Communication Theory Paper
The most important aspect of taking care of patients is good communication, when working in an organization such as Hospice or in any other health care organization like it. Every health care setting, including Hospice could be challenged by the differences in culture between the patient and the caregiver, gender differences, and the possibility that the caregiver would not be able to communicate with the patients who he or she is tending to. An organization could make changes to how a caregiver completes his or her tasks, by reviewing a patient, making sure that he or she feels comfortable in the Hospice services environment and how patients, employees, and the patient’s family members view a patient and his or her caregivers interactions (American Psychological Assoc.). This paper will examine the effects of gender and cultural differences on communication within Hospice and other organizations like it. In this paper the subject to examine is the effects of communication between patients, managers, caregivers, coworkers, families, and how caregivers can improve on his or her communication skills.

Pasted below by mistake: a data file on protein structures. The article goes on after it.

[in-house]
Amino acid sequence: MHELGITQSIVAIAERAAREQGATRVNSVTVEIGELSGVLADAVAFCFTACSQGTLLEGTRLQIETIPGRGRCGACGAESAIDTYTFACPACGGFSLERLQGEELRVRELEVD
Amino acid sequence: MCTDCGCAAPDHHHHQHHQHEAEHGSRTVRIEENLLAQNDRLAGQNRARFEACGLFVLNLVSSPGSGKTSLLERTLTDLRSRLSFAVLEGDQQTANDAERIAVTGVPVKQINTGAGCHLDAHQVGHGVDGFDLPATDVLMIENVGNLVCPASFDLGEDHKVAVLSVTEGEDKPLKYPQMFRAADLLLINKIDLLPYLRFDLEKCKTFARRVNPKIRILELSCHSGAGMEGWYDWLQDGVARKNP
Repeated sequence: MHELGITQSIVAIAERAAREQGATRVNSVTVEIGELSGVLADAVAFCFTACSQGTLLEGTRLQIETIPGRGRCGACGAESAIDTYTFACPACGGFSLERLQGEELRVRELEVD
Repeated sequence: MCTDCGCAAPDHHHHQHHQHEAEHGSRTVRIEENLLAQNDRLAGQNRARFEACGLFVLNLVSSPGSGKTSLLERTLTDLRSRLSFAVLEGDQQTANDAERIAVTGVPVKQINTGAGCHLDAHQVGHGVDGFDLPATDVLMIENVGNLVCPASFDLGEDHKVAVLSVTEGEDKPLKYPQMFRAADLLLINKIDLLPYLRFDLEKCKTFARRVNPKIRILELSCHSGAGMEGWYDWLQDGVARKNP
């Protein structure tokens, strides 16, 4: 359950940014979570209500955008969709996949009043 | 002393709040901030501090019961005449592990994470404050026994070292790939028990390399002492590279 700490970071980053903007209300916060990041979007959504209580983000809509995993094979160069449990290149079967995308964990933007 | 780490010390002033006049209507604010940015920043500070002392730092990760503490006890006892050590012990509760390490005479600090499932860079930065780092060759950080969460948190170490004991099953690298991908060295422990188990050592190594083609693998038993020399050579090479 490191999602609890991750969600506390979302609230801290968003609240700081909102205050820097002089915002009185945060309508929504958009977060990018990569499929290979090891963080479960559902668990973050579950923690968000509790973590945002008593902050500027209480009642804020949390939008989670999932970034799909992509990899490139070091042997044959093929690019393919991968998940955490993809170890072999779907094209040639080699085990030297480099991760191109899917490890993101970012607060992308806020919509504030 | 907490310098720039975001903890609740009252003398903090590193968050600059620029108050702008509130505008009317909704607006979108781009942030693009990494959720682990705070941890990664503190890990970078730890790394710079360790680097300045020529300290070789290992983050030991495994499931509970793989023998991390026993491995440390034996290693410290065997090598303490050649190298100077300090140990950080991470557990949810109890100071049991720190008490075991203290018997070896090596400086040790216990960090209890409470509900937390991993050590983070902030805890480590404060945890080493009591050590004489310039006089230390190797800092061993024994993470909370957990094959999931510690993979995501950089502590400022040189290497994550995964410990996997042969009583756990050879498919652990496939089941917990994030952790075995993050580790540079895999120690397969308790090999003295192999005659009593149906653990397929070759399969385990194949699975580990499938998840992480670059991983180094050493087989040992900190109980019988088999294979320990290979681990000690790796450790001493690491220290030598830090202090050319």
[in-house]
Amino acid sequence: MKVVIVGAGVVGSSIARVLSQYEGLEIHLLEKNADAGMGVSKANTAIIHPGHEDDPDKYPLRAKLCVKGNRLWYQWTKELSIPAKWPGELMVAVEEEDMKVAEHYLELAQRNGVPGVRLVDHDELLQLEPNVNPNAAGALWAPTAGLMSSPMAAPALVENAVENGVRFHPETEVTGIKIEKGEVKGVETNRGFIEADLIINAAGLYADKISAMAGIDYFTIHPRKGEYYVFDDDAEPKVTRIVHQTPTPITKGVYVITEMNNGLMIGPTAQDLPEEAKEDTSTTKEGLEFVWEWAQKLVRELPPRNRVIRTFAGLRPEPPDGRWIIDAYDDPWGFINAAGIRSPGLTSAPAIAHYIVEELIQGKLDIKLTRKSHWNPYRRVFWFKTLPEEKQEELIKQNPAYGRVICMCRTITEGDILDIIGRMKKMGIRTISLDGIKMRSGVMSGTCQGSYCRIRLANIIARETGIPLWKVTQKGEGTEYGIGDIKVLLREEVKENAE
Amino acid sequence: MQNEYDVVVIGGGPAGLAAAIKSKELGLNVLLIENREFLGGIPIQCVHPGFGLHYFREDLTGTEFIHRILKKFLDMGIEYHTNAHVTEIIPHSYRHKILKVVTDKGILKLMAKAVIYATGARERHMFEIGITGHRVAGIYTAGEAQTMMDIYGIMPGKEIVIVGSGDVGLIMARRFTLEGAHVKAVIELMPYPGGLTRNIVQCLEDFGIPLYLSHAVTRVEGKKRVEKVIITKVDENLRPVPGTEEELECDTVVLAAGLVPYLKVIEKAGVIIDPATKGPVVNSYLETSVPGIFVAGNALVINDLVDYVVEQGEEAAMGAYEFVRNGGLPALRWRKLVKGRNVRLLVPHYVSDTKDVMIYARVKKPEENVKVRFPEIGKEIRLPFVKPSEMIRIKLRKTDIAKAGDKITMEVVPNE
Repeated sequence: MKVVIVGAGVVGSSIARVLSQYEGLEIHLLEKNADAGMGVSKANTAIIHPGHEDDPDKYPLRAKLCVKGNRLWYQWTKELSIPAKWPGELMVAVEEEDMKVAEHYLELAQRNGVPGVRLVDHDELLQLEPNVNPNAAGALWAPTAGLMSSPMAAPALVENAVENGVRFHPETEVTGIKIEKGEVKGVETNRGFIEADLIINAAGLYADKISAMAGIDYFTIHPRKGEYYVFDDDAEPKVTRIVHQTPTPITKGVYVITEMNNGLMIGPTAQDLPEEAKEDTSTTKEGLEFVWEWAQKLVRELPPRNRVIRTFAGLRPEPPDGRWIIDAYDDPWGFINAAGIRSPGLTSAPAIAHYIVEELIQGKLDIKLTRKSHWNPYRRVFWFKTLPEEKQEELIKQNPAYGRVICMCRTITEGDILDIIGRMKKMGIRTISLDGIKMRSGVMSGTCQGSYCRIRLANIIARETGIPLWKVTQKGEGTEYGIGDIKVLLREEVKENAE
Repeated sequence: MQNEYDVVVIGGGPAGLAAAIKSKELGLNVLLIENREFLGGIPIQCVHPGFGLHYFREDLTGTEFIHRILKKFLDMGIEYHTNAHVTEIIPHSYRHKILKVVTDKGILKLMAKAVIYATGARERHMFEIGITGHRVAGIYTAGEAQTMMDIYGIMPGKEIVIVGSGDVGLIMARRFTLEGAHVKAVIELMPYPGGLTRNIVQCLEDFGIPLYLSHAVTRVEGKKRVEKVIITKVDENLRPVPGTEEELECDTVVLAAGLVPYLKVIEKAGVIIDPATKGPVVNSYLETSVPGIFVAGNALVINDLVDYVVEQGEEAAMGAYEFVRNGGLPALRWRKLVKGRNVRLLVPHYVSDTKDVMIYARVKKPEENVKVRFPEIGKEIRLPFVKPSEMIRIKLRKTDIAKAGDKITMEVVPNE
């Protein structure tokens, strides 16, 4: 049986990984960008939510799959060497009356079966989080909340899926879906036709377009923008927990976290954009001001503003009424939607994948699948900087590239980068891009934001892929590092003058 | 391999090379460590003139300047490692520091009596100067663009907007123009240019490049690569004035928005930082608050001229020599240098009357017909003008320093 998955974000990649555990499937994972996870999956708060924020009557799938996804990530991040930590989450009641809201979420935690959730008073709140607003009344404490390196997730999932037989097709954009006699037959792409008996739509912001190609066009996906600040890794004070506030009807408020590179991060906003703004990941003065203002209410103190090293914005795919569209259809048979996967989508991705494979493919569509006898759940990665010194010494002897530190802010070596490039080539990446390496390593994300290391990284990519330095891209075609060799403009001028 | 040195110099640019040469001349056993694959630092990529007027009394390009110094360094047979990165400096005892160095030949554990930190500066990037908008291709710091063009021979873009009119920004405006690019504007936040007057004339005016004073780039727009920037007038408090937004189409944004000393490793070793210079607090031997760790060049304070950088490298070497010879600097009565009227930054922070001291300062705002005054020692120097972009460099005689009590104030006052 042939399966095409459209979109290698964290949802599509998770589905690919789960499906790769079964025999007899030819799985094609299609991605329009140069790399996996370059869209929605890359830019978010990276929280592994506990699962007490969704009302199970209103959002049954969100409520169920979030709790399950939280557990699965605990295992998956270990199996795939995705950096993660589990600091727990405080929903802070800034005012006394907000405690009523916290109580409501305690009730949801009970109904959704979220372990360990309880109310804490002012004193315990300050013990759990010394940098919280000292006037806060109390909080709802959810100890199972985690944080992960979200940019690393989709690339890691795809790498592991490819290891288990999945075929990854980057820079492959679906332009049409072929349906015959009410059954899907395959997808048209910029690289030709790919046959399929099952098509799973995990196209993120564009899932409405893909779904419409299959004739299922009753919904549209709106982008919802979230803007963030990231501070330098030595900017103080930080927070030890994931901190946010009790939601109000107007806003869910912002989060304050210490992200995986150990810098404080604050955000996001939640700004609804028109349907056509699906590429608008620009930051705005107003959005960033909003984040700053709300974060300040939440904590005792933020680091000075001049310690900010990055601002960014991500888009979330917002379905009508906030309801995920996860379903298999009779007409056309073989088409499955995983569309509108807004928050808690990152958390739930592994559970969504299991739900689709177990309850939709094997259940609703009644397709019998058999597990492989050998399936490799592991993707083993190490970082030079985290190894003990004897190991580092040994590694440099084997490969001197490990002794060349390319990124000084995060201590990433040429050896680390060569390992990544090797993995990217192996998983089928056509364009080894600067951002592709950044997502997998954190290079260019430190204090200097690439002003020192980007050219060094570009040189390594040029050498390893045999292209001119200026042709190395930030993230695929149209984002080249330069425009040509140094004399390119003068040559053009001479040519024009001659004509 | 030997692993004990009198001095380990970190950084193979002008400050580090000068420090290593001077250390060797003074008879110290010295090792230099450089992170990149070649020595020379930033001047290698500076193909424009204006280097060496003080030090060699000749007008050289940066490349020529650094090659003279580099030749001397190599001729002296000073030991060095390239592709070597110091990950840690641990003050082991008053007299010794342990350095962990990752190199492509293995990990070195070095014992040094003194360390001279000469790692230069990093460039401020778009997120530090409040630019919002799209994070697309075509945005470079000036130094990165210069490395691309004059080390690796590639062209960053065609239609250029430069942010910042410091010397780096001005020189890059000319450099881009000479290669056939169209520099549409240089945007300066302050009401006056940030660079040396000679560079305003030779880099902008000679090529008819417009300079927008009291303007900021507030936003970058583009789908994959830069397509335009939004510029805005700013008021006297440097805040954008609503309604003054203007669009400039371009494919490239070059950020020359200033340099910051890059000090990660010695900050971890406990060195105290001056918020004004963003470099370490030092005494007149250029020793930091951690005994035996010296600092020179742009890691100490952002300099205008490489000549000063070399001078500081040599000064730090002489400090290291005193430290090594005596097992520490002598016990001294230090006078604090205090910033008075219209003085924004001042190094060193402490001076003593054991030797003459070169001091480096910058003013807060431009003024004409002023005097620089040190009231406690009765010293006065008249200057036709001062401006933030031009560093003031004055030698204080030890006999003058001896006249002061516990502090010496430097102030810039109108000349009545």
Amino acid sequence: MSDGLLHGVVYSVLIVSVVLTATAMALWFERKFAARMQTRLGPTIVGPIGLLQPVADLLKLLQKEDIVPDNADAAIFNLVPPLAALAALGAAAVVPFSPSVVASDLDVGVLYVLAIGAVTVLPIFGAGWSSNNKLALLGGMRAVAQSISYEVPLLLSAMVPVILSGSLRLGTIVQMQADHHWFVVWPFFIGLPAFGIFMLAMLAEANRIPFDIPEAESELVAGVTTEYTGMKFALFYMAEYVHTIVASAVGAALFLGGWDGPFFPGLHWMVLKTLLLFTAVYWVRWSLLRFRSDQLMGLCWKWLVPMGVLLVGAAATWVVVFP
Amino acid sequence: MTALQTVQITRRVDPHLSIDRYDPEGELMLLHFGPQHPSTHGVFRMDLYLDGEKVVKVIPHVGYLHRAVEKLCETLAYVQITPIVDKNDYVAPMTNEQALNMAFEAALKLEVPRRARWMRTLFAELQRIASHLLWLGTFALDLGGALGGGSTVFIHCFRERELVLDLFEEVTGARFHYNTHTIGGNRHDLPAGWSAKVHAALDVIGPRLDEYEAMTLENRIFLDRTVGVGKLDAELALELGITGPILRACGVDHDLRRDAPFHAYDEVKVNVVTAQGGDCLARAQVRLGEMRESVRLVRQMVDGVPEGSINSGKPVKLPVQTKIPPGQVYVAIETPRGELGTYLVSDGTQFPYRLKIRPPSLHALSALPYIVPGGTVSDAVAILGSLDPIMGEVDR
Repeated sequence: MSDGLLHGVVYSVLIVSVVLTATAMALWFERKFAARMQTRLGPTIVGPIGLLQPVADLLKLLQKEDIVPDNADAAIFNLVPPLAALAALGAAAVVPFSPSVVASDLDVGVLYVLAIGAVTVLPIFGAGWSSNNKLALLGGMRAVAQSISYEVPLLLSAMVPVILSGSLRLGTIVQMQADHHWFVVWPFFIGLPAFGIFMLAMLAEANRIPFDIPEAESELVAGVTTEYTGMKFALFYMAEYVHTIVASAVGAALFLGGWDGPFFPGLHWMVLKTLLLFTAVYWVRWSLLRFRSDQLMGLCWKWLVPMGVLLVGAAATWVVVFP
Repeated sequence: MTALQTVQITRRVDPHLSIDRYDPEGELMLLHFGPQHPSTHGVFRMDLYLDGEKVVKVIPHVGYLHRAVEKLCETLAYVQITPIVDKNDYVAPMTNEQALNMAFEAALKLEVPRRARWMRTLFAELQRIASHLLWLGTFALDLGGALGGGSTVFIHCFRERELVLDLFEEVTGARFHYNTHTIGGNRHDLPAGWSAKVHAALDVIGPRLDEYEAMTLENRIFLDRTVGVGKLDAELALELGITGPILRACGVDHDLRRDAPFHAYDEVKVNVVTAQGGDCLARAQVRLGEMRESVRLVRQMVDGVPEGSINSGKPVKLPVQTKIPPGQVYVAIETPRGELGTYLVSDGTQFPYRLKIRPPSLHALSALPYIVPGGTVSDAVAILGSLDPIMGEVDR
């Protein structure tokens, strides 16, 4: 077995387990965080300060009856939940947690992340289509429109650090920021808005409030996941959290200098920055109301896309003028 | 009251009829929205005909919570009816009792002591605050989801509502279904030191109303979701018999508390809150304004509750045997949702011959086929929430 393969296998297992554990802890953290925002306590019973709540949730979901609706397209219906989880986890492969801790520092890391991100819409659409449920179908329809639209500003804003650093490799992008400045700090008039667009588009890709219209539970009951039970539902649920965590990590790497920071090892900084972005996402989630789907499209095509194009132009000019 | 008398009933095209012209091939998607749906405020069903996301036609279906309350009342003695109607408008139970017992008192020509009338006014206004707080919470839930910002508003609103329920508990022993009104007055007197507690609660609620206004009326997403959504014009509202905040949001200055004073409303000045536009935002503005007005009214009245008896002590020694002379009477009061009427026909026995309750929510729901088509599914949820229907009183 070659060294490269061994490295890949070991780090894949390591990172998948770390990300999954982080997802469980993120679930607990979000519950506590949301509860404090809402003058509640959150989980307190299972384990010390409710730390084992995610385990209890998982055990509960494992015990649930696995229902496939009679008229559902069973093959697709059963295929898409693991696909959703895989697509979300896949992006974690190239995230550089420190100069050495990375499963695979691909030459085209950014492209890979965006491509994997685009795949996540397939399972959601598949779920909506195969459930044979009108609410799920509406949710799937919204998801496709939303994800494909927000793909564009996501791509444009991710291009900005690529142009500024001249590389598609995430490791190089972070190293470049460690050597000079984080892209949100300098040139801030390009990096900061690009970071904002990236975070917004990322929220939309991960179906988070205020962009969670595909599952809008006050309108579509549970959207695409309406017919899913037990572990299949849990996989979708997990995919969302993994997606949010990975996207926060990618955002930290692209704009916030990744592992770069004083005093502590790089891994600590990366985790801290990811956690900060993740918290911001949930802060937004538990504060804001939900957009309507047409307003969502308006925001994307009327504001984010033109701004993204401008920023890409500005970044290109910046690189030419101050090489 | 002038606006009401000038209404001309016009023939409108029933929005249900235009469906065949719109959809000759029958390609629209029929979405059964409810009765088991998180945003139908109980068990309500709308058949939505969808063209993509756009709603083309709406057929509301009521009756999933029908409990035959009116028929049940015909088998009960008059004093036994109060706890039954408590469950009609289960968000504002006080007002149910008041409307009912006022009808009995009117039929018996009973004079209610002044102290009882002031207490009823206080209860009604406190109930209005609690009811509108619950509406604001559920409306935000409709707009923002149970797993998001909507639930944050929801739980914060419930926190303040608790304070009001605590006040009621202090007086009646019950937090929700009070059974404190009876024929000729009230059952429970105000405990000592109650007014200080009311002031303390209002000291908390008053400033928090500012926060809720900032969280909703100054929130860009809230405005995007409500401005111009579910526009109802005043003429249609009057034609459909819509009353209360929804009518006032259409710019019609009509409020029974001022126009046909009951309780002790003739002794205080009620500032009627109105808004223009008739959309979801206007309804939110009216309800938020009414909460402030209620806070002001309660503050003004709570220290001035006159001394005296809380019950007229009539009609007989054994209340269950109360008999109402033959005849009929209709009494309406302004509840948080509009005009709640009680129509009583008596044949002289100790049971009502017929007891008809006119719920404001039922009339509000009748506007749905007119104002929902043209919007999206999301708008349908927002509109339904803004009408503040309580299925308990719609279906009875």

Gender Differences (Women)
The Hospice care organization employs both men and women to care for the health of their patients. Men and women are most likely to use a different style of communication or a different type of approach while he or she goes about his or her daily duties related to his or her job. Women employees are most likely to have stronger communication skills than men when they interact with patients, family members, their supervisors, and their coworkers. This may be likely, because women tend to use nonverbal communication skills. Women are most likely to build a personal relationship with family members and the patient (Du Pre, A., 2005). The female workers may be more comfortable taking care of the opposite sex patients than what a man would be in this type of organization. Women tend to spend more time meeting a...